CORC® cables for magnets are currently being developed with support from the DOE for use in fusion and accelerator magnets. These programs have resulted in a huge increase in performance of CORC® magnet cables over the last year. CORC® magnet cables of only 6 mm in diameter have reached a critical current of about 7,000 A and an engineering current density of 250 A/mm2 at 4.2K and 17 T. Such a relatively small diameter cable is flexible enough to be bent on a diameter of about 60 mm without significant degradation. Figure 3 shows the measurement setup at NIST to test CORC® cables carrying a current in excess of 10,000 A in a background field of up to 8.75 T.
Another very exciting application of ReBCO tapes and particularly CORC® cables is high current density power transmission. Initial development of ReBCO conductors focused on low current and high voltage, similar to conventional power transmission lines. Power transmission at relatively low voltage and high current, though, is required for certain demanding applications where a vast amount of energy needs to be transported within a limited space, such as on Navy ships, in electric airplanes and in data centers. Power levels that can be delivered by conventional transmission cables are limited due to high weight, large footprint and low efficiency. Superconducting power transmission cables operating at low voltage and very high currents have the potential to transform the landscape of power transmission in these niche markets.
The US Navy has recognized the potential of HTS technology and, after successful development of HTS degaussing systems, is now focusing on the development of CORC® power transmission cables. CORC® power transmission cables can be cooled by cryogenic helium gas to a temperature below 60K. Cooling with helium gas reduces possible asphyxiation hazards associated with liquid cryogens onboard Navy ships. It also allows for significantly lower operating temperatures and thus higher current densities in the CORC® cable compared to operation at liquid nitrogen temperature.
CORC® cables have now been proven feasible for use as high current density magnet and power transmission cables. Their performance at high magnetic fields has been doubled in the last year and has now exceeded the feasibility threshold for use in accelerator magnets for basic research or compact medical accelerators. Significant further improvements in CORC® cable performance are expected over the next year when more advanced ReBCO tapes become available from SuperPower (CSA CSM). Tapes containing a higher level of Zr doping to enhance their high field performance, in combination with thinner substrates, will become available within the next months. These advanced conductors will allow CORC® cables to evolve into practical, round, fully isotropic CORC® wires of less than 4 mm in diameter. Performance of CORC® magnet wires is expected at 300-400 A/ mm2 at 4.2K and 20 T before the end of the year 2015 and much more to come in the years thereafter. At the same time, current densities exceeding 1,000 A/mm2 at 50K in self-field are expected in CORC® power transmission wires.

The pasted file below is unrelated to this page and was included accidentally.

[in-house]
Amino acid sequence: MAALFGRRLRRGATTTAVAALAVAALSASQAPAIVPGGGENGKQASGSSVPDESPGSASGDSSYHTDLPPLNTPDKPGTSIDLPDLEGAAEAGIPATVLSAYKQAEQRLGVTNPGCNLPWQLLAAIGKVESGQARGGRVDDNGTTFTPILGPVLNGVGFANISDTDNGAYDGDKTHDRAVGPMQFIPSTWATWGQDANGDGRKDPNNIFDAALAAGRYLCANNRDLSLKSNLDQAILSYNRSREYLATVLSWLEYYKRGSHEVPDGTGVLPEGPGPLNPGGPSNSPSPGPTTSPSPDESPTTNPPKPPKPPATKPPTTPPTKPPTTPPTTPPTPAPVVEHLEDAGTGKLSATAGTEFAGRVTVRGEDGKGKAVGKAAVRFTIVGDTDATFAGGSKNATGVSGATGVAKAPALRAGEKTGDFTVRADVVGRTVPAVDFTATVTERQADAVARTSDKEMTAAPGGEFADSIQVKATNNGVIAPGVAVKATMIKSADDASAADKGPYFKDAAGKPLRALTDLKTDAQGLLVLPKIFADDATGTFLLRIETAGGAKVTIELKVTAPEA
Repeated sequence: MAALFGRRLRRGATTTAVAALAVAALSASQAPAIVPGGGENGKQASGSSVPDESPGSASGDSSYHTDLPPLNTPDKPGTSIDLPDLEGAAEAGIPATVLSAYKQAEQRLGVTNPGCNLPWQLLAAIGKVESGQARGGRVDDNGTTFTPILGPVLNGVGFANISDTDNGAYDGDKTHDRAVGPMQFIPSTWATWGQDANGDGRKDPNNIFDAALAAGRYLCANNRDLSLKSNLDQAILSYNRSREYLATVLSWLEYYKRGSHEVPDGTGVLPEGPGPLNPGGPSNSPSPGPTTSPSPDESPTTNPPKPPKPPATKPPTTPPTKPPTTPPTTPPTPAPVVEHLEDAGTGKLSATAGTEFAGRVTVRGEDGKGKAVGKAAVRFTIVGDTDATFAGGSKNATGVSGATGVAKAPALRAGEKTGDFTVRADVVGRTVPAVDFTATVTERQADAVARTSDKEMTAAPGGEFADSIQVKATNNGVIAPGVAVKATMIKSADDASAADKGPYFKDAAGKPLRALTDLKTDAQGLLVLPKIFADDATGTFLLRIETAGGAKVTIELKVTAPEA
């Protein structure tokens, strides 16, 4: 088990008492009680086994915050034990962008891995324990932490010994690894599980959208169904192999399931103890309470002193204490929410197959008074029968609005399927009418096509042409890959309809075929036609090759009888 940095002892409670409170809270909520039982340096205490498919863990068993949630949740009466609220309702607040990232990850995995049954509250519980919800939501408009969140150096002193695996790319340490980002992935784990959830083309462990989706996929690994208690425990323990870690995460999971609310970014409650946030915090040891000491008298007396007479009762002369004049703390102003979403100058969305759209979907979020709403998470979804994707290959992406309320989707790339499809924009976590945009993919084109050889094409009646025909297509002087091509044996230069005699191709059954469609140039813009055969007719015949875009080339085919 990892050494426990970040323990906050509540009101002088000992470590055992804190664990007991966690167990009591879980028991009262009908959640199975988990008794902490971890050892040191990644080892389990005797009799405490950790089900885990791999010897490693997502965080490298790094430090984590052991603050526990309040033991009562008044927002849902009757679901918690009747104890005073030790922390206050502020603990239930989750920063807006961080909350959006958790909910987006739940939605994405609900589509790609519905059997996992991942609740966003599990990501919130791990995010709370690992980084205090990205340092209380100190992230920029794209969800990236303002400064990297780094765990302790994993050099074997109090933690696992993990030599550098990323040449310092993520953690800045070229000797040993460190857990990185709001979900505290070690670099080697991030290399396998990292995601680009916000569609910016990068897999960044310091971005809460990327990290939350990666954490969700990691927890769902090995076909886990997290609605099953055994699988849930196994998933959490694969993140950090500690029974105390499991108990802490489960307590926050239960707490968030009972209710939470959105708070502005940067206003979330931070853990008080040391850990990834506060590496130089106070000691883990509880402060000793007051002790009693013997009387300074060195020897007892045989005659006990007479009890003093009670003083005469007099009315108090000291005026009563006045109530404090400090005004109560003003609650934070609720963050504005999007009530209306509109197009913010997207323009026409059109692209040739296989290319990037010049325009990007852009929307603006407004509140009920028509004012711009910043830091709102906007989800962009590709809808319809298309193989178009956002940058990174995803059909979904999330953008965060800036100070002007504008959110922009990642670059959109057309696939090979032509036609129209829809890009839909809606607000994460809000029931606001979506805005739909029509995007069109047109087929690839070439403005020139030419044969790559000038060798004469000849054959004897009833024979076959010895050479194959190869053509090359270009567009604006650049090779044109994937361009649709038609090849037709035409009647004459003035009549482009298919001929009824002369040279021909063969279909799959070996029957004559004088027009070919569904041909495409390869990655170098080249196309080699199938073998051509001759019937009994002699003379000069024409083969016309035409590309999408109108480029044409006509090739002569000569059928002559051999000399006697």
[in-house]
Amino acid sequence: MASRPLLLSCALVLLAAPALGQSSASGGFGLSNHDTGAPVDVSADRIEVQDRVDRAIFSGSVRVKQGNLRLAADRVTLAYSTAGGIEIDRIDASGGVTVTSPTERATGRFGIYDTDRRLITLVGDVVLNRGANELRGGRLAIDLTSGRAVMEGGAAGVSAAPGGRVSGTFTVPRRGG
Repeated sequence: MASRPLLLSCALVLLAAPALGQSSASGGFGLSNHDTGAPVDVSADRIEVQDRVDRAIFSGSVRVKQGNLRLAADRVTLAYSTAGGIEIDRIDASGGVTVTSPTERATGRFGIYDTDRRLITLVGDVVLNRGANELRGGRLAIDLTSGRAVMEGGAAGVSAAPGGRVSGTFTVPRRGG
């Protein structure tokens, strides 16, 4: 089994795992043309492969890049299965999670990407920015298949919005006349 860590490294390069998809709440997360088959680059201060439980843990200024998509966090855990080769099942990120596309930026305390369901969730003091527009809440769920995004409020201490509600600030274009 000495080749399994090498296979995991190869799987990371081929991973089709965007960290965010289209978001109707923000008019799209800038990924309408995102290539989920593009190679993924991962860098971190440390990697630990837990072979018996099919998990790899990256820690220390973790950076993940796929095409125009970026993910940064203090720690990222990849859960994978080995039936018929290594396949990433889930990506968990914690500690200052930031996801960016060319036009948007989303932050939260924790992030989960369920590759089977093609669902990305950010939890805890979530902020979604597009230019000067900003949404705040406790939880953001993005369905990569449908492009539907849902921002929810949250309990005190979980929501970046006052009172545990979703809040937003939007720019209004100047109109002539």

The reduced thickness of CORC® conductors will make them even more flexible and enable a bending diameter of less than 40 mm. Robust, flexible CORC® wires do not suffer from handling issues, as currently is the case for fragile ReBCO tapes. Standard tooling can be used when implementing CORC® wires in an application, thereby significantly lowering technical barriers currently associated with HTS. Other barriers for a more widespread application of ReBCO coated conductors remain, including conductor availability. Current ReBCO coated conductor production is estimated at several hundreds of kilometers per year, insufficient for a larger scale production of magnets and, for example, wind turbine coils. Further reduction of conductor cost, performance increase, and decrease of magnetization through striation of the superconducting film are also areas requiring further attention. We should not forget the tremendous accomplishments of the last 10 years that have brought ReBCO coated conductors to where they are now. For sure the next 10 years will be at least as exciting!